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Sunday, October 05, 2014

Signs, Seasons, Days and Years — 7

There is a Sarum Breviary located in the library of Wake Forest University, North Carolina. This breviary was published in 1555 and contains a calendar not unlike that which we might expect to find in a more modern Latin breviary. In this calendar are found the dates on which the sun enters each constellation of the Zodiac, just as in the Papa Stronsay Calendar.

This page from a Sarum Rite breviary printed in 1555 gives the date that the sun enters Aquarius: Sol in aquario.


The "Aberdeen breviary" was edited by the eminent and highly respected Bishop William Elphinstone and was printed in 1507.  At the appropriate place in every month can be seen the words “Sol in…” and then the name of the sign of the zodiac for that month — exactly as is found in the Papa Stronsay Calendar, which you can purchase at the bottom of this post.

The calendar page for March in the Aberdeen breviary.  It marks the date on which the sun enters the constellation of Aries: Sol in ariete. 


The Papa Stronsay calendar for 2015 also gives the date on which the sun enters each of the twelve constellations of the Zodiac, just like the old Aberdeen breviary and the Sarum Rite breviary shown above: Sol in Ariete.

Showing the sun entering the constellation of Aries, I think it is a good place to again remind ourselves of the words of Pope St Leo the Great:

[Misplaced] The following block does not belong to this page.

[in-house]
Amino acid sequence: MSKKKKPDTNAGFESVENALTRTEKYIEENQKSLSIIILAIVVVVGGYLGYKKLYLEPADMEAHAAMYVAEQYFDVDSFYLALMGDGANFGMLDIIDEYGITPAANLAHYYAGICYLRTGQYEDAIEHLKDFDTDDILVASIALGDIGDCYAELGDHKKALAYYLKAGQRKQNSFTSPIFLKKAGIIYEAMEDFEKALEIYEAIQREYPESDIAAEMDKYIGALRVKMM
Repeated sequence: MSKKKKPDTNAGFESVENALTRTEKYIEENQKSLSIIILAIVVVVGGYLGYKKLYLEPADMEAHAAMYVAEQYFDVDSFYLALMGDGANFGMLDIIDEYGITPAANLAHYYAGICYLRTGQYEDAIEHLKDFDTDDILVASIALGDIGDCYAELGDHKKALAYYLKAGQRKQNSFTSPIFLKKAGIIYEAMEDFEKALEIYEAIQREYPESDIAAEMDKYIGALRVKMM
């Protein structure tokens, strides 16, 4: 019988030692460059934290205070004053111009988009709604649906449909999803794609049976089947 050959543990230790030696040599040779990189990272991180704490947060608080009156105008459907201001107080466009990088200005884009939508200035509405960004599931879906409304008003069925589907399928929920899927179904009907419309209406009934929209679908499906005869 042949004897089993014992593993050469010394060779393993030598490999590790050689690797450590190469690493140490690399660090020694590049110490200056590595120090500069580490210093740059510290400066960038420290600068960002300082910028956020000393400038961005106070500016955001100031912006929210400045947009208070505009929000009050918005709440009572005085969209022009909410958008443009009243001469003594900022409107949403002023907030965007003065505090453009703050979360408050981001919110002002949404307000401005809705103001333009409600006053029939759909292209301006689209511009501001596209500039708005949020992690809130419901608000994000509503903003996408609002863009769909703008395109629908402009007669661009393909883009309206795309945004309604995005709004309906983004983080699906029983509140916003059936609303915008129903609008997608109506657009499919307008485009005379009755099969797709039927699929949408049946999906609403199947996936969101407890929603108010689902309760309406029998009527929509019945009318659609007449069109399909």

"In the fifth century there was a controversy between Rome and Alexandria about what the latest possible date for Easter could be.  According to Alexandrian tradition, it was April 25.  Pope St. Leo the Great (440-461) criticized this very late date by pointing out that, according to the Bible, Easter should fall in the first month, and the first month did not mean April, but the time when the sun is passing through the first part of the Zodiac — the sign of Aries.  The constellation in the heavens seemed to speak, in advance and for all time, of the Lamb of God, who takes away the sins of the world (Jn I:29), the one who sums up in himself all the sacrifices of the innocent and gives them their meaning.  The mysterious story of the ram, caught in the thicket and taking the place of Isaac as the sacrifice decreed by God himself, was now seen as the pre-history of Christ.  The fork of the tree in which the ram was hanging was seen as a replica of the sign of Aries, which in turn was the celestial foreshadowing of the crucified Christ." - Pope Benedict XVI, The Spirit of the Liturgy, p. 99-100

"And God said: Let there be lights made in the firmament of heaven, to divide the day and the night, and let them be for signs, and for seasons, and for days and years." Gen. 1:14




You can order the Calendar right here and now:
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1 comment:

Anonymous said...

my goodnes 1550 seems a long time ago! interesting indeed.

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